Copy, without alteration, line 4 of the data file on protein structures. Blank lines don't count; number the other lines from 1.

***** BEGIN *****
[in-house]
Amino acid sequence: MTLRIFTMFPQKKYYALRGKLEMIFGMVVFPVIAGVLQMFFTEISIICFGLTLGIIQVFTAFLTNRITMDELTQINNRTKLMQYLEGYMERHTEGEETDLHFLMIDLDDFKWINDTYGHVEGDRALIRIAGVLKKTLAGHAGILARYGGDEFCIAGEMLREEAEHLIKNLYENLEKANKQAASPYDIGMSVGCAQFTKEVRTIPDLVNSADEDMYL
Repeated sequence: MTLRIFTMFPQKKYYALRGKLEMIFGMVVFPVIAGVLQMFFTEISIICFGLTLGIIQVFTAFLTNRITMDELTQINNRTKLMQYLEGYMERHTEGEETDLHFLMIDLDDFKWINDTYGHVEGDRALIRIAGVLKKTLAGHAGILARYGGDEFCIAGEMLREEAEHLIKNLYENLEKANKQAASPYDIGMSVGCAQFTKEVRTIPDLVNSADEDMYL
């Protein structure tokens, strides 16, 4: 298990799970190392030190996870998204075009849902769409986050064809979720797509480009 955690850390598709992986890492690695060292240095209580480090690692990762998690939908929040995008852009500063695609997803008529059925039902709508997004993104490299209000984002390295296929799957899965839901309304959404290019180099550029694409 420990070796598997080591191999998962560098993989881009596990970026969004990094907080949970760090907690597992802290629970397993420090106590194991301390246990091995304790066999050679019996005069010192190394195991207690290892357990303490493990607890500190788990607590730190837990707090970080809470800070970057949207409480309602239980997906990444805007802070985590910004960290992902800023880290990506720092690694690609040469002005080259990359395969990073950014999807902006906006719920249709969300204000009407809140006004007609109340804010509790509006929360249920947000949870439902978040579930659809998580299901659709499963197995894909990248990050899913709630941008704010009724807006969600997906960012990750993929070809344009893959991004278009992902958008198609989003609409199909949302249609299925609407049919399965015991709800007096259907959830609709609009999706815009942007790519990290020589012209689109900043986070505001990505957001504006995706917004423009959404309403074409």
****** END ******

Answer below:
């Protein structure tokens, strides 16, 4: 298990799970190392030190996870998204075009849902769409986050064809979720797509480009 955690850390598709992986890492690695060292240095209580480090690692990762998690939908929040995008852009500063695609997803008529059925039902709508997004993104490299209000984002390295296929799957899965839901309304959404290019180099550029694409 420990070796598997080591191999998962560098993989881009596990970026969004990094907080949970760090907690597992802290629970397993420090106590194991301390246990091995304790066999050679019996005069010192190394195991207690290892357990303490493990607890500190788990607590730190837990707090970080809470800070970057949207409480309602239980997906990444805007802070985590910004960290992902800023880290990506720092690694690609040469002005080259990359395969990073950014999807902006906006719920249709969300204000009407809140006004007609109340804010509790509006929360249920947000949870439902978040579930659809998580299901659709499963197995894909990248990050899913709630941008704010009724807006969600997906960012990750993929070809344009893959991004278009992902958008198609989003609409199909949302249609299925609407049919399965015991709800007096259907959830609709609009999706815009942007790519990290020589012209689109900043986070505001990505957001504006995706917004423009959404309403074409």